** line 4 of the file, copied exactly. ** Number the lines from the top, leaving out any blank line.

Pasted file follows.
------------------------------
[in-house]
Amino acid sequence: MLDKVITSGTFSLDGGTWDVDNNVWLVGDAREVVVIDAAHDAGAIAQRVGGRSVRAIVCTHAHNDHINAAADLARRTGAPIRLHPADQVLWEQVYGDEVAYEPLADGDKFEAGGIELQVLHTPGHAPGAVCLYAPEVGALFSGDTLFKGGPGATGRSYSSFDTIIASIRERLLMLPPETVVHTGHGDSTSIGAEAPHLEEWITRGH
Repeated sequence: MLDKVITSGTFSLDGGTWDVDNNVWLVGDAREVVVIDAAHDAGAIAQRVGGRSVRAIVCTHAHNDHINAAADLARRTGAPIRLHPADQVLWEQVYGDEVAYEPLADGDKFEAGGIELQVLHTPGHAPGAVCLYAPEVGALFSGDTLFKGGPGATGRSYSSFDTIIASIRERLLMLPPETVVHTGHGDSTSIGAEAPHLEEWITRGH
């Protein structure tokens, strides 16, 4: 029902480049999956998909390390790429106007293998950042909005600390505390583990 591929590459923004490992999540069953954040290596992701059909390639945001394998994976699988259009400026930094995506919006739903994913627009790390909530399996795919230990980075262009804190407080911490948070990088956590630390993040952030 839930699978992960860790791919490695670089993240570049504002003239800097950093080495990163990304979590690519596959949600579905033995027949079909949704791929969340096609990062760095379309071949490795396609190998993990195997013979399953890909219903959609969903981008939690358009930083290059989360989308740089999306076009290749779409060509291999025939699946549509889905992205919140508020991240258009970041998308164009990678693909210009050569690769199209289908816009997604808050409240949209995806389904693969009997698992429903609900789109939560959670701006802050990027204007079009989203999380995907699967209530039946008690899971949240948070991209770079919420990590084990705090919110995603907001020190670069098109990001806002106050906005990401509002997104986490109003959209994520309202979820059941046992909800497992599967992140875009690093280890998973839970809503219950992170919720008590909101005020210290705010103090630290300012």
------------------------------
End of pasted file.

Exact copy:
């Protein structure tokens, strides 16, 4: 029902480049999956998909390390790429106007293998950042909005600390505390583990 591929590459923004490992999540069953954040290596992701059909390639945001394998994976699988259009400026930094995506919006739903994913627009790390909530399996795919230990980075262009804190407080911490948070990088956590630390993040952030 839930699978992960860790791919490695670089993240570049504002003239800097950093080495990163990304979590690519596959949600579905033995027949079909949704791929969340096609990062760095379309071949490795396609190998993990195997013979399953890909219903959609969903981008939690358009930083290059989360989308740089999306076009290749779409060509291999025939699946549509889905992205919140508020991240258009970041998308164009990678693909210009050569690769199209289908816009997604808050409240949209995806389904693969009997698992429903609900789109939560959670701006802050990027204007079009989203999380995907699967209530039946008690899971949240948070991209770079919420990590084990705090919110995603907001020190670069098109990001806002106050906005990401509002997104986490109003959209994520309202979820059941046992909800497992599967992140875009690093280890998973839970809503219950992170919720008590909101005020210290705010103090630290300012």